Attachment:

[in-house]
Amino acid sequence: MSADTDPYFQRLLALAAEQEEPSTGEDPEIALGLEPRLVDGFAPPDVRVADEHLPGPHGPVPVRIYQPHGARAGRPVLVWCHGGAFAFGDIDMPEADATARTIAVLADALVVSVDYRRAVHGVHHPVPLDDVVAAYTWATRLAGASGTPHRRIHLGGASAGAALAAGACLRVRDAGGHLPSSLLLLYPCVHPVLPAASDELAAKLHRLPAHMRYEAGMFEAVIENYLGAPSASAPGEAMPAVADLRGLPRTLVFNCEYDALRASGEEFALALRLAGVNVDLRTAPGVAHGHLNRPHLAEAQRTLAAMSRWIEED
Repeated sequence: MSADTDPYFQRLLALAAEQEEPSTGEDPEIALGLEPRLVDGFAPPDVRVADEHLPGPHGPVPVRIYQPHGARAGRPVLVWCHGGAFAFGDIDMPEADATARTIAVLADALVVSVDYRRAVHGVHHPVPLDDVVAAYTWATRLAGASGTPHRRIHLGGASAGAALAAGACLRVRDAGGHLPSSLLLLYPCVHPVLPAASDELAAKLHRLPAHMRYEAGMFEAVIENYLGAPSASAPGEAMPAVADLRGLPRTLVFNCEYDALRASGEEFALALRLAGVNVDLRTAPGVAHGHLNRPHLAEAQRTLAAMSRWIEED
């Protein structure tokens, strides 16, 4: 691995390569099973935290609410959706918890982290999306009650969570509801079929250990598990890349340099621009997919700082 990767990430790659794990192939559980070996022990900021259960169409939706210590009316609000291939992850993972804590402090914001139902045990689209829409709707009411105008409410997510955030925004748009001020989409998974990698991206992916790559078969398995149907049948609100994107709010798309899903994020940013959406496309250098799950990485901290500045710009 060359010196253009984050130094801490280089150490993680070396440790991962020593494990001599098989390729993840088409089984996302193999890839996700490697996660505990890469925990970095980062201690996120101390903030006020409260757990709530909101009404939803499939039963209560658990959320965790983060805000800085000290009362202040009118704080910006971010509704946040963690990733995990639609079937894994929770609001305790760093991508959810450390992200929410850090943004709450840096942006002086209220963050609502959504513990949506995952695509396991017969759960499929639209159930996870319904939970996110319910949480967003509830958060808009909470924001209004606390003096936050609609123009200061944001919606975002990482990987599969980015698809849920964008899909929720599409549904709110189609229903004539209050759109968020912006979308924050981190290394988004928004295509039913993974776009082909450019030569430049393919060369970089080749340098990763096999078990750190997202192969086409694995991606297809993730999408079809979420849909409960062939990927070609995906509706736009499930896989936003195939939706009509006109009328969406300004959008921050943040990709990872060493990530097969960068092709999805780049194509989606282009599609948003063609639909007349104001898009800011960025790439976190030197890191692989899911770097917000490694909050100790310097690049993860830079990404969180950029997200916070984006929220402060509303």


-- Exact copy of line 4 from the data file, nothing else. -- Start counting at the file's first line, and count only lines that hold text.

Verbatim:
């Protein structure tokens, strides 16, 4: 691995390569099973935290609410959706918890982290999306009650969570509801079929250990598990890349340099621009997919700082 990767990430790659794990192939559980070996022990900021259960169409939706210590009316609000291939992850993972804590402090914001139902045990689209829409709707009411105008409410997510955030925004748009001020989409998974990698991206992916790559078969398995149907049948609100994107709010798309899903994020940013959406496309250098799950990485901290500045710009 060359010196253009984050130094801490280089150490993680070396440790991962020593494990001599098989390729993840088409089984996302193999890839996700490697996660505990890469925990970095980062201690996120101390903030006020409260757990709530909101009404939803499939039963209560658990959320965790983060805000800085000290009362202040009118704080910006971010509704946040963690990733995990639609079937894994929770609001305790760093991508959810450390992200929410850090943004709450840096942006002086209220963050609502959504513990949506995952695509396991017969759960499929639209159930996870319904939970996110319910949480967003509830958060808009909470924001209004606390003096936050609609123009200061944001919606975002990482990987599969980015698809849920964008899909929720599409549904709110189609229903004539209050759109968020912006979308924050981190290394988004928004295509039913993974776009082909450019030569430049393919060369970089080749340098990763096999078990750190997202192969086409694995991606297809993730999408079809979420849909409960062939990927070609995906509706736009499930896989936003195939939706009509006109009328969406300004959008921050943040990709990872060493990530097969960068092709999805780049194509989606282009599609948003063609639909007349104001898009800011960025790439976190030197890191692989899911770097917000490694909050100790310097690049993860830079990404969180950029997200916070984006929220402060509303």